When it comes to hazing, female athletes are just as vulnerable
Study finds more Canadian female university athletes report experiencing hazing than males
Hazing rituals are alive and well among Canadian university athletic teams, and may even be on the rise in women's sports, despite awareness programs designed to root out the practice.
That's the conclusion reached by kinesiology professor Jay Johnson at the University of Manitoba, after co-authoring a study of hazing rates among more than 400 Canadian varsity athletes.
"We expected a much lower rate," Johnson told Cross Country Checkup.
"I don't think things are really improving. I just think it's gone more underground."
The study, published in the Canadian Journal of Clinical Sport Psychology this summer, suggests hazing is common in both women's and men's athletics. Nearly two-thirds of Canadian varsity athletes reported that they've experienced some form of hazing.
Johnson links hazing rituals among female athletes to the rise of women's participation in typically male-dominated sports, such as hockey and rugby.
"Initially, there wasn't as much hazing on women's teams in universities ... certainly not as violent and as aggressive as we saw with men's teams. But, slowly, over the last two decades, that's changing," said Johnson.
"As [women] make more inroads to play, we're seeing more mimicking of what men do."
Male and female athletes in the study reported veteran players subjecting rookies to a wide range of humiliating or abusive activities, including wearing embarrassing clothing, singing or chanting in public, ingesting vile concoctions or forcing rookies to act as servants.
While the study found more female athletes reported experiencing hazing behaviour than men — 57 per cent for women, compared to 43 per cent for men — Johnson hypothesizes that women may be more aware than men of what constitutes hazing.
Parissa Safai experienced and witnessed lots of rookie hazings over her 20-year career as a women's rugby player, which included playing varsity at McMaster University and the University of Toronto between 1994 and 1997.
"Oftentimes, the belief is that women don't engage in these practices, and the evidence is quite to the contrary," said Safai, now a kinesiology professor at York University who specializes in gender inequality in sports.
"Women athletes do engage in these practices."
Safai emphasizes that she wasn't humiliated or degraded during her own rookie initiation, which involved drinking games and being required to wear a crop top that exposed her midriff.
But she recalls her women's team being invited to a men's rugby rookie night where veterans forced drunken male rookies to expose themselves naked to the women's team while singing songs and dancing.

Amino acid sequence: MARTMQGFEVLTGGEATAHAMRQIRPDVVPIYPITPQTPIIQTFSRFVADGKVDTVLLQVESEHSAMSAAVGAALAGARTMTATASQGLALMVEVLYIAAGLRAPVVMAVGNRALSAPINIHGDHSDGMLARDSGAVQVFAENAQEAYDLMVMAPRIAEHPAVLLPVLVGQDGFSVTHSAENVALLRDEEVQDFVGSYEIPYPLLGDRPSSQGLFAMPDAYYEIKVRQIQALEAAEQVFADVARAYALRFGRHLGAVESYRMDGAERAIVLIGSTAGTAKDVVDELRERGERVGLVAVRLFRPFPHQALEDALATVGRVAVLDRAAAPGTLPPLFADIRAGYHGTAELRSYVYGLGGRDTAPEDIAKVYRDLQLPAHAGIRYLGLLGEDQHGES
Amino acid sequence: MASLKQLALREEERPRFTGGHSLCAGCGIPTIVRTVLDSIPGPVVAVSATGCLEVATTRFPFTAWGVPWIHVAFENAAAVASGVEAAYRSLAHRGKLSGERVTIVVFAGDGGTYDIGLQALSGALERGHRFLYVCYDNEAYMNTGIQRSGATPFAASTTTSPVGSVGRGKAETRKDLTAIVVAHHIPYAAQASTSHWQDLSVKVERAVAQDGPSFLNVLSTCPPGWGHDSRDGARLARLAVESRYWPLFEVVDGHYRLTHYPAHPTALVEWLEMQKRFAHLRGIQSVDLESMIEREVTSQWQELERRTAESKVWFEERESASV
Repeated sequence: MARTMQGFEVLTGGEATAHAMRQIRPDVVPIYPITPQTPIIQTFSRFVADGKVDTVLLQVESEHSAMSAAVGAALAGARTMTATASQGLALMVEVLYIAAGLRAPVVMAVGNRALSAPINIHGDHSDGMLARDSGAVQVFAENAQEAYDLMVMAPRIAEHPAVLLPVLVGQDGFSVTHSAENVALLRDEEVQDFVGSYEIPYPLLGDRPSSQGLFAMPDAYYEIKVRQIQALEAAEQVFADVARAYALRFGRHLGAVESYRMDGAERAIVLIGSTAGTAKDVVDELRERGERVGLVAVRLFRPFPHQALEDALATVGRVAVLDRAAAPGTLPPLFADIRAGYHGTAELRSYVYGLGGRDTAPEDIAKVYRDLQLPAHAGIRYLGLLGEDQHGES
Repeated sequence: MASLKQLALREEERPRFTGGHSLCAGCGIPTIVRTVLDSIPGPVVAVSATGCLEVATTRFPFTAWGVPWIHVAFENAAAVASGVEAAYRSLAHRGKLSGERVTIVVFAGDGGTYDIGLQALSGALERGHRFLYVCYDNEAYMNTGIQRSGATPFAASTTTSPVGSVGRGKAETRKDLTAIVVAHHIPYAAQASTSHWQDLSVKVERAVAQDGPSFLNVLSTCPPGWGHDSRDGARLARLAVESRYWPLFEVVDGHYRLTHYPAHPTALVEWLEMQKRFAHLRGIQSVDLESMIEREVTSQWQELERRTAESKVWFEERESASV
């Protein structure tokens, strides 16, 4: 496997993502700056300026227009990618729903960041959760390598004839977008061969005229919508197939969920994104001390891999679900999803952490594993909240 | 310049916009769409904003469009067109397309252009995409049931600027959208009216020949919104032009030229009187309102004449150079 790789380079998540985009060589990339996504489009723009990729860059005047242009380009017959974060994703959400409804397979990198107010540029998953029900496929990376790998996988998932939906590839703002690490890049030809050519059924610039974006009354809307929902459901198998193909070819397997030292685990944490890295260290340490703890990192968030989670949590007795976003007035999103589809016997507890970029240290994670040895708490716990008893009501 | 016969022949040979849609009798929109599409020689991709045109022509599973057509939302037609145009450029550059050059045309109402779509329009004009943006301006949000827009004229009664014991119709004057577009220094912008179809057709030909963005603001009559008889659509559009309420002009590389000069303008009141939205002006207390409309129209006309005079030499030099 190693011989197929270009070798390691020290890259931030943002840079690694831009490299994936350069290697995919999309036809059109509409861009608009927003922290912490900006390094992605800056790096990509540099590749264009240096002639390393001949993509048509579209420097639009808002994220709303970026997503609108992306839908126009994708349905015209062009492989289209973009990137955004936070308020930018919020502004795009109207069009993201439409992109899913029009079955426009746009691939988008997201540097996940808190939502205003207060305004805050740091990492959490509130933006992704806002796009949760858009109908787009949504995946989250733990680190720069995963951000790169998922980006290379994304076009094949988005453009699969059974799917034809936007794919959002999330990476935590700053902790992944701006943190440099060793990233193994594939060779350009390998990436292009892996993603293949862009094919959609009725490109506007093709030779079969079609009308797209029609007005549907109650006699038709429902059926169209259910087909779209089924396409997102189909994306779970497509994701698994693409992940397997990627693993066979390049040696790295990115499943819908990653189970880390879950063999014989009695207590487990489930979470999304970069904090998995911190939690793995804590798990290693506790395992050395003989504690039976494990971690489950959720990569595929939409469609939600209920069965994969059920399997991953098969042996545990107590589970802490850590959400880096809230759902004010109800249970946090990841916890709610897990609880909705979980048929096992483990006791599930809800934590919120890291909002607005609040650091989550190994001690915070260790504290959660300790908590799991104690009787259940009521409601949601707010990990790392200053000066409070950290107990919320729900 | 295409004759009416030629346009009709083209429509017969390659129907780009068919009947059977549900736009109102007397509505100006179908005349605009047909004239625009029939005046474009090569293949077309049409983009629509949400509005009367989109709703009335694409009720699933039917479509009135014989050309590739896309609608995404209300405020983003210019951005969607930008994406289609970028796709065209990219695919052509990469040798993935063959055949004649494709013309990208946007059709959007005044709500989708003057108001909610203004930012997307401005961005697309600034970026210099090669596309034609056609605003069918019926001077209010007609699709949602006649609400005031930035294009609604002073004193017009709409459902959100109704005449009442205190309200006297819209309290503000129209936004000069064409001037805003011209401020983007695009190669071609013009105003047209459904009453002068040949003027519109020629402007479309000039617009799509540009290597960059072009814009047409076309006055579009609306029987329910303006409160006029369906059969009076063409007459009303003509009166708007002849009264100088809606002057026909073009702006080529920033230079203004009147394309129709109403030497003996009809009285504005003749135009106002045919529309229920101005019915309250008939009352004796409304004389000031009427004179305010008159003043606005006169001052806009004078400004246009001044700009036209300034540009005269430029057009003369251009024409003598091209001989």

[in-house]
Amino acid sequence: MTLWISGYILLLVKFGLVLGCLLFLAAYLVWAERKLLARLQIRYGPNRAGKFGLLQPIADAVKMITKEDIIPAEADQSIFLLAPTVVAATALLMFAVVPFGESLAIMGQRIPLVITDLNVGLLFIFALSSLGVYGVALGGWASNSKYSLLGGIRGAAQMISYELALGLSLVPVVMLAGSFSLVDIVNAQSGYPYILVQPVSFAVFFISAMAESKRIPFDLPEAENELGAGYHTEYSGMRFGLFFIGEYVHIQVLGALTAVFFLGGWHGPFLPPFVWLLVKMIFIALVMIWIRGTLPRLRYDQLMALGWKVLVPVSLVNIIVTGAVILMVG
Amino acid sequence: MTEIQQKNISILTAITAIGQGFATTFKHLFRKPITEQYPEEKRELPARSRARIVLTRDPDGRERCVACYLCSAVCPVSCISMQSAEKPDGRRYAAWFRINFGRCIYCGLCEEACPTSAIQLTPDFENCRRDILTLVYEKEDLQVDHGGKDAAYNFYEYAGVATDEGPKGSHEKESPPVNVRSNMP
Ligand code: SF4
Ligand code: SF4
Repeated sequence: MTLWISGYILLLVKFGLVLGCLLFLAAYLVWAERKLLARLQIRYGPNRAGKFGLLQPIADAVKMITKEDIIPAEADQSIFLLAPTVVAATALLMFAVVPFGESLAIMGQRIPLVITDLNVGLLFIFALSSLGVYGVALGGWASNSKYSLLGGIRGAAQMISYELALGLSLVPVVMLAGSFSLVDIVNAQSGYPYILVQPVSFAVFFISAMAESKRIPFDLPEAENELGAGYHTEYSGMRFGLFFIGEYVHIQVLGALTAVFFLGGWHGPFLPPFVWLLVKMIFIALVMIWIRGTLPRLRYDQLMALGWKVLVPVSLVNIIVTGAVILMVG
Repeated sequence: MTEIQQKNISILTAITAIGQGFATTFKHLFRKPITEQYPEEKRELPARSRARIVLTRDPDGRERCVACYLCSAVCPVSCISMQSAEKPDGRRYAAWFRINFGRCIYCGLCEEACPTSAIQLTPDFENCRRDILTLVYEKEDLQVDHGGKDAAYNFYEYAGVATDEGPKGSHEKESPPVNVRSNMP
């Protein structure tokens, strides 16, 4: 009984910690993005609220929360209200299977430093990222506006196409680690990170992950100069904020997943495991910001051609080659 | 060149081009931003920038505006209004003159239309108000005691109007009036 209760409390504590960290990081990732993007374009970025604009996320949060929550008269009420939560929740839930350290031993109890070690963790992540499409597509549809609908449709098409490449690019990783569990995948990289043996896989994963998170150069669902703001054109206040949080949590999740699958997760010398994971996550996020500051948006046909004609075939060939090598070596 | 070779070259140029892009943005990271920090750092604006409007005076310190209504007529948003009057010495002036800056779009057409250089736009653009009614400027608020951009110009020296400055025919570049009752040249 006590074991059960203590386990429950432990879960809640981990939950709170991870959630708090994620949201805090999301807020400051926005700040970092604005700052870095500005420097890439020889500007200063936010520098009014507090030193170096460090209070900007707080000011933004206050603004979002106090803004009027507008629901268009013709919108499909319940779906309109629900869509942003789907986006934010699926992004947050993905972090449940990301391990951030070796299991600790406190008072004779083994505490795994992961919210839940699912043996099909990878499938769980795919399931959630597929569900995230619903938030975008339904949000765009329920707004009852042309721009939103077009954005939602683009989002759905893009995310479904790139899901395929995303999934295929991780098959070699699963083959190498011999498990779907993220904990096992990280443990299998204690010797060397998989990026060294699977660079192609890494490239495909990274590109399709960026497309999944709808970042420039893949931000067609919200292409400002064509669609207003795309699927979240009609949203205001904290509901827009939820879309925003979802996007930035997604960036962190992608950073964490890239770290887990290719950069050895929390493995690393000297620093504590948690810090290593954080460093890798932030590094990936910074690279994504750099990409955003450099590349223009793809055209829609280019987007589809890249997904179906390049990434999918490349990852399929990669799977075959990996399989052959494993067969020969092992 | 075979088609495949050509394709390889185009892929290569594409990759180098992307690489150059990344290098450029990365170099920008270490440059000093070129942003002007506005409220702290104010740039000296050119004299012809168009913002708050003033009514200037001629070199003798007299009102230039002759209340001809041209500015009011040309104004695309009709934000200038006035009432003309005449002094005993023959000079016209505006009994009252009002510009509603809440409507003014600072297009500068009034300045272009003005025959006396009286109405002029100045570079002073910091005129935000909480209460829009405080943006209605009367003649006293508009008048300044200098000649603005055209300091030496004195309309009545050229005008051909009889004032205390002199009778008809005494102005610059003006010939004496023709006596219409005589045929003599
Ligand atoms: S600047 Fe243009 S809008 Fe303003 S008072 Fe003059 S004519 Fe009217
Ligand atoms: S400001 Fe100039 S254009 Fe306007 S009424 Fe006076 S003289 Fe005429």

"It was much more harsh; it was much more degrading. There was alcohol throughout this whole thing," Safai said, comparing the men's experience to her own initiation.
She also remembers being shocked after witnessing the initiation ceremony of a women's varsity volleyball team where veterans plied rookies with alcohol and forced them to wear clothing with cut-outs to expose their genitals.
"It was extraordinarily sexualized, but then they [the rookies] were also supposed to be coated in flour and have horrible makeup put on to them and their hair made in this horrible mess ... it was just jaw-dropping."
Gender differences in hazing
Based on his interviews with varsity athletes, Johnson found female athletes are less likely to engage in sexualized hazing behaviour, though it certainly exists.
"We've heard about simulated fellatio on bananas or licking whipped cream off of each other," says Johnson, who points out hazing rituals often reinforce heterosexual norms.
If you look at male hockey players and women cross-country runners, you'd find a big difference.- Ryan Hamilton, professor at University of New Brunswick
However, University of New Brunswick psychology professor Ryan Hamilton suggests hazing behaviour is more specific to the type of sport than gender differences.
"There are more similarities between men and women and their initiation practices than there are differences," said Hamilton, who co-authored a 2012 study on the influences of gender on hazing among Canadian varsity athletes.
"If you look at women hockey players and male hockey players, there are very [few] differences in the hazing practices among those two groups. If you look at male hockey players and women cross-country runners, you'd find a big difference."
While many universities have instituted codes of conduct for varsity athletes designed to eliminate hazing, Johnson says progressive policies have yet to change the deeply rooted culture of hazing within some sports.
"They really have to kind of let go of the idea that this is the way we've been doing it for so long, and examine what it is that we're doing and whether it really is achieving those goals," said Johnson.
Johnson says the goals of hazing — bringing the team closer together, building team unity, and encouraging stronger team communication — may actually be defeated, because the humiliating rituals destroy trust.
"It can do just the opposite of what they think it's achieving."